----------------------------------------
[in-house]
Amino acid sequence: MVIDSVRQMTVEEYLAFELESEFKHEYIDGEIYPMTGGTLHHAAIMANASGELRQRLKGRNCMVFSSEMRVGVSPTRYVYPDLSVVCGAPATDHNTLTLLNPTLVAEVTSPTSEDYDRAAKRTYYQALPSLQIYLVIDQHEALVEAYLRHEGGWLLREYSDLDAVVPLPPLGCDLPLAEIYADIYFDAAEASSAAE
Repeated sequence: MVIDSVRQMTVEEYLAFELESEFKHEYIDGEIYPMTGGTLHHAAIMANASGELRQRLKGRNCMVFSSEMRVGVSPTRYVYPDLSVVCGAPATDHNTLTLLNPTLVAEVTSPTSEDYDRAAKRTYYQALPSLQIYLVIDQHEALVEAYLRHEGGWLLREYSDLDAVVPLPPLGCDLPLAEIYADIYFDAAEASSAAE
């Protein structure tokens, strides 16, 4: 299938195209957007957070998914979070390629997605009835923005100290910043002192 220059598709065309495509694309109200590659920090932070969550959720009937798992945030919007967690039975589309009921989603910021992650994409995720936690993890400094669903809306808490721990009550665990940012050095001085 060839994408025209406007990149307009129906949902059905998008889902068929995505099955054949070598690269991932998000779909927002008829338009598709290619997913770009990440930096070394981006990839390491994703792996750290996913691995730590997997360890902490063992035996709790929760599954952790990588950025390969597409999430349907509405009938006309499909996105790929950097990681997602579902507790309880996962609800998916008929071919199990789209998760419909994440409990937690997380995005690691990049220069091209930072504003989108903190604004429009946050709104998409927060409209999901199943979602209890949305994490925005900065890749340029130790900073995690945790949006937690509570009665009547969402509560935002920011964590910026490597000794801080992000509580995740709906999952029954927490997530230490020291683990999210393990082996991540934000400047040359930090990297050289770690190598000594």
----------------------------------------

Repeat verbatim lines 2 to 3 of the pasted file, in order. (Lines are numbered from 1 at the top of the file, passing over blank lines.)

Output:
Amino acid sequence: MVIDSVRQMTVEEYLAFELESEFKHEYIDGEIYPMTGGTLHHAAIMANASGELRQRLKGRNCMVFSSEMRVGVSPTRYVYPDLSVVCGAPATDHNTLTLLNPTLVAEVTSPTSEDYDRAAKRTYYQALPSLQIYLVIDQHEALVEAYLRHEGGWLLREYSDLDAVVPLPPLGCDLPLAEIYADIYFDAAEASSAAE
Repeated sequence: MVIDSVRQMTVEEYLAFELESEFKHEYIDGEIYPMTGGTLHHAAIMANASGELRQRLKGRNCMVFSSEMRVGVSPTRYVYPDLSVVCGAPATDHNTLTLLNPTLVAEVTSPTSEDYDRAAKRTYYQALPSLQIYLVIDQHEALVEAYLRHEGGWLLREYSDLDAVVPLPPLGCDLPLAEIYADIYFDAAEASSAAE